A FANBOY'S LOVE LETTER TO HIS FAVORITE BOOK
Illustration by Nathan Moore
Listen up bibliophiles, because today’s review has been a long time in waiting. It’s time for me to review my favorite book ever, and due to fortuitous timing I will speak for a little bit about the film version, which has recently been released into theaters. I am, of course, speaking of The Hobbit. Released in the wondrous year of 1937, I first laid eyes on this hallowed tale on my 8th birthday. It took me four months, but I read it in its entirety the following spring. I have since read it 15 times, in 2 languages. Let me tell you, Der Kleines Hobbit is a bitch to get through, even if you do speak German.
I have been hurt, dear readers, in the past by adaptations that I was excited for. Harry Potter and the Deathly Hallows Part 2, The Time Machine, The Three Musketeers, disappointed me on a depth so thorough that I was terrified of how The Hobbit would turn out. Even The Lord of the Rings Trilogy, epic as it was, was entirely different from the books. Let me say that my fears were entirely without basis.
The thoroughness with which the movie was true to Tolkien canon makes it apparent that Peter Jackson either is or hired a Tolkienerd. Very few things were left out, even fewer changed radically, and the scenes, characters and events that were added fit so well that Tolkien might have written them himself. Interpretations of minor characters that were originally written without much personality were subtle enough that they were still minor characters; yet it gave them enough flesh that they weren’t simply plot devices to move the story along.
But enough about silly movies. This is the Literature page, goddammit! Let’s get some Literature up in this bitch.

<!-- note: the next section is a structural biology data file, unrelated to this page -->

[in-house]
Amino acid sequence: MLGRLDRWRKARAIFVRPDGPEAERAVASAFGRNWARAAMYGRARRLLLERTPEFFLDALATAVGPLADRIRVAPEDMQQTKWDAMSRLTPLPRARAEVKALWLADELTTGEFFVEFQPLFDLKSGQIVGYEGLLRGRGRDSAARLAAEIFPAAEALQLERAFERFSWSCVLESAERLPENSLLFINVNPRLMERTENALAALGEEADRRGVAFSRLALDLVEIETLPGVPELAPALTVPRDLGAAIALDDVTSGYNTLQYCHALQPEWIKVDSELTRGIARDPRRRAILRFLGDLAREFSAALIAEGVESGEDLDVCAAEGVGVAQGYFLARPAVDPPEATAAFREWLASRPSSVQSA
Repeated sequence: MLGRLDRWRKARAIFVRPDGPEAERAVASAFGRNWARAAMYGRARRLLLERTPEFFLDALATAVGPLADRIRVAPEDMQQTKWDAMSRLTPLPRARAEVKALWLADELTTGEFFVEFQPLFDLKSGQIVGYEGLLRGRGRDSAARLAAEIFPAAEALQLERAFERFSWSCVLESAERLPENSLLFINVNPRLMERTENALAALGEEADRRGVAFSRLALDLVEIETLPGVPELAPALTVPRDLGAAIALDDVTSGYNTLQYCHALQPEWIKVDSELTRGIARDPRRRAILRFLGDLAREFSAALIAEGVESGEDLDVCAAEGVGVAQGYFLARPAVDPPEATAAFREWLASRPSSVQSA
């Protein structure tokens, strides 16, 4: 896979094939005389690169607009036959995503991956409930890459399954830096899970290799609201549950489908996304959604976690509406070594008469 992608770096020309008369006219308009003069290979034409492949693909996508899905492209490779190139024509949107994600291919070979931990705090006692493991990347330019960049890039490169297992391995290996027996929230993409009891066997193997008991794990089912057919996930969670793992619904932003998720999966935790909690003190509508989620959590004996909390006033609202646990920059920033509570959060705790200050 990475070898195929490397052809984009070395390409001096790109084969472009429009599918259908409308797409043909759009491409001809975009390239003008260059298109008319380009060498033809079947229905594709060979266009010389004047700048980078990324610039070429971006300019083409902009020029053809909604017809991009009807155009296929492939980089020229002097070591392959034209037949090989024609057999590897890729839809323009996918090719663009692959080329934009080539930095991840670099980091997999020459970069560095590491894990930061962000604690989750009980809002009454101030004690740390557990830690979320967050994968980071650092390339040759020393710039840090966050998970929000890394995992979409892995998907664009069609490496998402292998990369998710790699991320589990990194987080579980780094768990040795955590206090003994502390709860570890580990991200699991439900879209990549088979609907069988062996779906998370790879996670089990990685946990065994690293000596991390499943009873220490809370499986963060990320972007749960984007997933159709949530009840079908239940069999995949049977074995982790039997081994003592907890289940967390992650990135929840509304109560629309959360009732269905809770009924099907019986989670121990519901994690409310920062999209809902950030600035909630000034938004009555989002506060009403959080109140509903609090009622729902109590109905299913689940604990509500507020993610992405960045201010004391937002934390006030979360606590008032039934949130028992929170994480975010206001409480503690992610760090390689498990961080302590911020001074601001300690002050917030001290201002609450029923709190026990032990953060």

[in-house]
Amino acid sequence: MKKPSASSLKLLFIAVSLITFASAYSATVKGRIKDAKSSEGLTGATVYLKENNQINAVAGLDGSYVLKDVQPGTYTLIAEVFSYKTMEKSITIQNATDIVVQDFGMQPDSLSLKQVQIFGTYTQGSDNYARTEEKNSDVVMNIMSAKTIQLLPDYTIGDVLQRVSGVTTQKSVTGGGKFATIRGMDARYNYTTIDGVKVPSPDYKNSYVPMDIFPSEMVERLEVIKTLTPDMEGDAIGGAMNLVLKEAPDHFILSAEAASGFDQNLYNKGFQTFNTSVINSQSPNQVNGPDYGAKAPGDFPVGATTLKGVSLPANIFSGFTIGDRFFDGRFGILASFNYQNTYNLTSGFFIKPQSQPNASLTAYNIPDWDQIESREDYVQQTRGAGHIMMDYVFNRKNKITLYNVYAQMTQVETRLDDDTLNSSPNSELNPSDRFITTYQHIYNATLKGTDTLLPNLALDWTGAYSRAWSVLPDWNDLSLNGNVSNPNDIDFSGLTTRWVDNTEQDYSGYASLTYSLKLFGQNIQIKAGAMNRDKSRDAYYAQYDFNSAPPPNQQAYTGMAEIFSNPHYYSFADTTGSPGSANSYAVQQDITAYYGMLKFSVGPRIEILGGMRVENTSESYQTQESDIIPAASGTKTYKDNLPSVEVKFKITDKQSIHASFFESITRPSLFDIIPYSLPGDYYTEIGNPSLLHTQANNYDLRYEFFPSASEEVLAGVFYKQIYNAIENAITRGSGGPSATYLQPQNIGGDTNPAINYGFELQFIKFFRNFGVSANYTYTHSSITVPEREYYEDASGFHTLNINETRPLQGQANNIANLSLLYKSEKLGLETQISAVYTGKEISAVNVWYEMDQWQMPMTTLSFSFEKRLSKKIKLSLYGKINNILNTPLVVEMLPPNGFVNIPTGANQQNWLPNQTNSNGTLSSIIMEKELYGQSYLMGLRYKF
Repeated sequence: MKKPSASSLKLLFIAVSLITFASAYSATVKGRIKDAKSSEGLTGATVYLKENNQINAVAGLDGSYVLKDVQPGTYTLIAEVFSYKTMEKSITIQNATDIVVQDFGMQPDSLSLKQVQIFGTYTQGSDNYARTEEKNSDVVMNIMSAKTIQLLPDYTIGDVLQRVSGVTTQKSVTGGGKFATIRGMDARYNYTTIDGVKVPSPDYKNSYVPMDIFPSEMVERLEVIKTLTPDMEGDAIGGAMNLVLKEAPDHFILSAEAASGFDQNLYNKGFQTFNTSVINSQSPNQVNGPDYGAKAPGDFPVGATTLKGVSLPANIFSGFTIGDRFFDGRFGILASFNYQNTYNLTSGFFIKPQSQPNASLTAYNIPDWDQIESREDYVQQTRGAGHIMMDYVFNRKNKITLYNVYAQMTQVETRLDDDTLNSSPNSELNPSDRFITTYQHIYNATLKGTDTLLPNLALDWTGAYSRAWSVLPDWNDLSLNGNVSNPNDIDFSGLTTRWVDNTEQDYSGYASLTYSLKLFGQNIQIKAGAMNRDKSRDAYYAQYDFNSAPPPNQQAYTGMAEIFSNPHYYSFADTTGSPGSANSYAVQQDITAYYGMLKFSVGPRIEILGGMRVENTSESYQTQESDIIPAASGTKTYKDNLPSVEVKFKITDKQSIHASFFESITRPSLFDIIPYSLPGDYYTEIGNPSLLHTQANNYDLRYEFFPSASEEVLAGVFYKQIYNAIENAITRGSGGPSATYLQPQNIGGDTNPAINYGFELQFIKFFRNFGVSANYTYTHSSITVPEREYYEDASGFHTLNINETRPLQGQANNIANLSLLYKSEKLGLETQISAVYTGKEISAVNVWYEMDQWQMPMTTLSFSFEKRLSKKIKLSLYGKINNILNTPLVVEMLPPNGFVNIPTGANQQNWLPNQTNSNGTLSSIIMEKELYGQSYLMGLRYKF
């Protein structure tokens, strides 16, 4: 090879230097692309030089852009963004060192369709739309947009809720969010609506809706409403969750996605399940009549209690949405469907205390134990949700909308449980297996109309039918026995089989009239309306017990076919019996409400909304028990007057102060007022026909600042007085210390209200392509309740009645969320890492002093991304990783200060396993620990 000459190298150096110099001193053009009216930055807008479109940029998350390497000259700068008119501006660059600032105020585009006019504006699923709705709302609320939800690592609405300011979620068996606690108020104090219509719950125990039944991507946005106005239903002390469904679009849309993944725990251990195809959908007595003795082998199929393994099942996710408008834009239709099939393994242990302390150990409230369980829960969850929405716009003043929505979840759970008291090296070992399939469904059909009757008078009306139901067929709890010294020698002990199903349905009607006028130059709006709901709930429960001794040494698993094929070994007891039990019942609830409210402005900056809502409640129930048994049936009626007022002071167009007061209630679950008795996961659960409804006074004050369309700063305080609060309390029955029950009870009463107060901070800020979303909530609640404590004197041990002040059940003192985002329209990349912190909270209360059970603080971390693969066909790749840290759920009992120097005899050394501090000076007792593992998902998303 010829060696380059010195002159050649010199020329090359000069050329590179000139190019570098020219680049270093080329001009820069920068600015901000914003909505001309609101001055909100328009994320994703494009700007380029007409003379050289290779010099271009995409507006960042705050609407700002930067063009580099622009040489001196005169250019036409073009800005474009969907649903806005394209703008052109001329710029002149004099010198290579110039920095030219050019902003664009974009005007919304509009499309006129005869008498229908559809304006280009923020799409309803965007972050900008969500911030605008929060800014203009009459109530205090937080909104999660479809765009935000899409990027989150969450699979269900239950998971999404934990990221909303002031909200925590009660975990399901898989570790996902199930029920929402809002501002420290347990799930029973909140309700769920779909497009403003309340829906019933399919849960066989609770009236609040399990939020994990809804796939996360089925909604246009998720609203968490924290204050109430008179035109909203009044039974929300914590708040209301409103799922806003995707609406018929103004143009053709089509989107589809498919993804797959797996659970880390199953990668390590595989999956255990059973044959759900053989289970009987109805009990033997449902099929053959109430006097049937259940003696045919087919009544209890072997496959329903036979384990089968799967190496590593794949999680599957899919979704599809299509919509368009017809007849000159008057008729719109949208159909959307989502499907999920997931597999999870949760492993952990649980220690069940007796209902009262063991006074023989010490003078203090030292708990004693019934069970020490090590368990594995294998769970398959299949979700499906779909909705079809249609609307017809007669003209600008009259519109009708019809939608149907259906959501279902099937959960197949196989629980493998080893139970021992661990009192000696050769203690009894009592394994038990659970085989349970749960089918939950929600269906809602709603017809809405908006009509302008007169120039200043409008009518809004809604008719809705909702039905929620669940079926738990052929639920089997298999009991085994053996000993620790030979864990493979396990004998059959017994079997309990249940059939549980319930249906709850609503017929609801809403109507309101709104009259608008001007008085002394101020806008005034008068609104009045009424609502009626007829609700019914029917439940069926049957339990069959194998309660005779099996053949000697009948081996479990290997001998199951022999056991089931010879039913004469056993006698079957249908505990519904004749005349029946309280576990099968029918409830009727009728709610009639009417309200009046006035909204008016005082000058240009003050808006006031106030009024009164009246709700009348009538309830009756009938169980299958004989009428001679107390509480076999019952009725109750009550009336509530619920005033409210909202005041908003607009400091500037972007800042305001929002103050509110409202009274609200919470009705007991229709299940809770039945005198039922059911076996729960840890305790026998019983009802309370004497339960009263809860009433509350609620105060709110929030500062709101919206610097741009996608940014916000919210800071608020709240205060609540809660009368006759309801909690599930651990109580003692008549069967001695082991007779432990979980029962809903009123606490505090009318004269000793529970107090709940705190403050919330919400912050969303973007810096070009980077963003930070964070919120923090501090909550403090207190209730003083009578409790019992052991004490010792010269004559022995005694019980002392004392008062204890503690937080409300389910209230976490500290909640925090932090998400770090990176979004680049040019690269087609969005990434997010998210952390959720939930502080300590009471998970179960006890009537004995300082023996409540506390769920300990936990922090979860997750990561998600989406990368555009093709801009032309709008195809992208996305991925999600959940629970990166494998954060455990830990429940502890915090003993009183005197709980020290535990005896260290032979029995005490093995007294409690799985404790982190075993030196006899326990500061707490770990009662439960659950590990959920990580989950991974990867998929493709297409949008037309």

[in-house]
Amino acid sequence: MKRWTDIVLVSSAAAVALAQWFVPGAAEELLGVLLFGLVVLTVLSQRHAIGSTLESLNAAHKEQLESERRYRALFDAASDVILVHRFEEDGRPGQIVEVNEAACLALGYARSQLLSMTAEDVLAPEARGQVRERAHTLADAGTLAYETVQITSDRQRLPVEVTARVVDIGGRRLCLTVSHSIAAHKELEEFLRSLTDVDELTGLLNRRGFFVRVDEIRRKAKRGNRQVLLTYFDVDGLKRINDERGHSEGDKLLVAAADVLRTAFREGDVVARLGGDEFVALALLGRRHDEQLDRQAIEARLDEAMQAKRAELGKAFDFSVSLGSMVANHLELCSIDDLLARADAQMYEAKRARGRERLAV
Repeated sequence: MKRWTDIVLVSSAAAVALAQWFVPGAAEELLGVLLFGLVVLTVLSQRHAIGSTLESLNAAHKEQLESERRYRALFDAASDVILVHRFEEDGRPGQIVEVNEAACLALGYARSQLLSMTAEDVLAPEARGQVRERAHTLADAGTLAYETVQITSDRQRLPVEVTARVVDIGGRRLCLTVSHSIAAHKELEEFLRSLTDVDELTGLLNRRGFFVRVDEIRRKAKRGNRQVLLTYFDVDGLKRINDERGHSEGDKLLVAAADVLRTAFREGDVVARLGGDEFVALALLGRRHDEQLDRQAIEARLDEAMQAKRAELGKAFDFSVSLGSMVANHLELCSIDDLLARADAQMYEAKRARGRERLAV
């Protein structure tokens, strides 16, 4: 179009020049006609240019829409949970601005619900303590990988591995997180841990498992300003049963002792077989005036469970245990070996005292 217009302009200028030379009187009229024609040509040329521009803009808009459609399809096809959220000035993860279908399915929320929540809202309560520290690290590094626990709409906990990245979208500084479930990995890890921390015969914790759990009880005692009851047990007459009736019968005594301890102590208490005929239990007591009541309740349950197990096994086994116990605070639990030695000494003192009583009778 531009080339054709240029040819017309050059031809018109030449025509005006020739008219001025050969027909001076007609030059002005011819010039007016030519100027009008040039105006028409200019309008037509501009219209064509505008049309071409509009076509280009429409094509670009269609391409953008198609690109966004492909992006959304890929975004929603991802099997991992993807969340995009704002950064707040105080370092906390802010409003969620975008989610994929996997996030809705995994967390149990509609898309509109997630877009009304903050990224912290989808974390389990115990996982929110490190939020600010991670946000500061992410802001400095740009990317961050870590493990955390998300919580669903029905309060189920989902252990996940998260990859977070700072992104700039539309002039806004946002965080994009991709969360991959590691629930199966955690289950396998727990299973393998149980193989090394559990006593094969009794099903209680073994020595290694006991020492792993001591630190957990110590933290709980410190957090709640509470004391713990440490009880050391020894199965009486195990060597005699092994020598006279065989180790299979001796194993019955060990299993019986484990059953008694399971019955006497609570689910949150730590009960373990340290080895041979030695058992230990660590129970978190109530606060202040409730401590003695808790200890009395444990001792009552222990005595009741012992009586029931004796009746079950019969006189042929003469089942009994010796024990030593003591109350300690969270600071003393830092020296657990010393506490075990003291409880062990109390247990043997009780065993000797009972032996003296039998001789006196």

The Hobbit is told in the style of a grandfatherly tale being relayed to children, with times where the fourth wall is suddenly broken. For example, at one point the narrative is paused to explain what a Hobbit is (for those of you who don’t know, they are small humanoid creatures with large hairy feet). The diction is very fairy tale-esque, yet it still manages to encompass the scope and severity of the Dwarves’ mission.
The main reason that The Hobbit has stood up all these years is the story is simple. Thirteen Dwarves and a Hobbit are venturing across the land to try to reclaim their home. They face many obstacles, overcome through a mixture of bravery, cunning, and luck, and more than a little of the last.
Back to the movie. Surprisingly, the movie has taken this story and expanded it, bringing in multiple antagonists in the first part of the trilogy alone and, as I said before, they all fit. Actual characters that were merely mentioned in the book are given life and made relevant within the Tolkien Universe.
If you like fantasy, I recommend the book, and if you are looking for some fun fantasy I recommend the movie. This is fantasy at its height, and if you are into that you will enjoy yourself.
However, I do NOT recommend Der Kleines Hobbit. That shit is hard.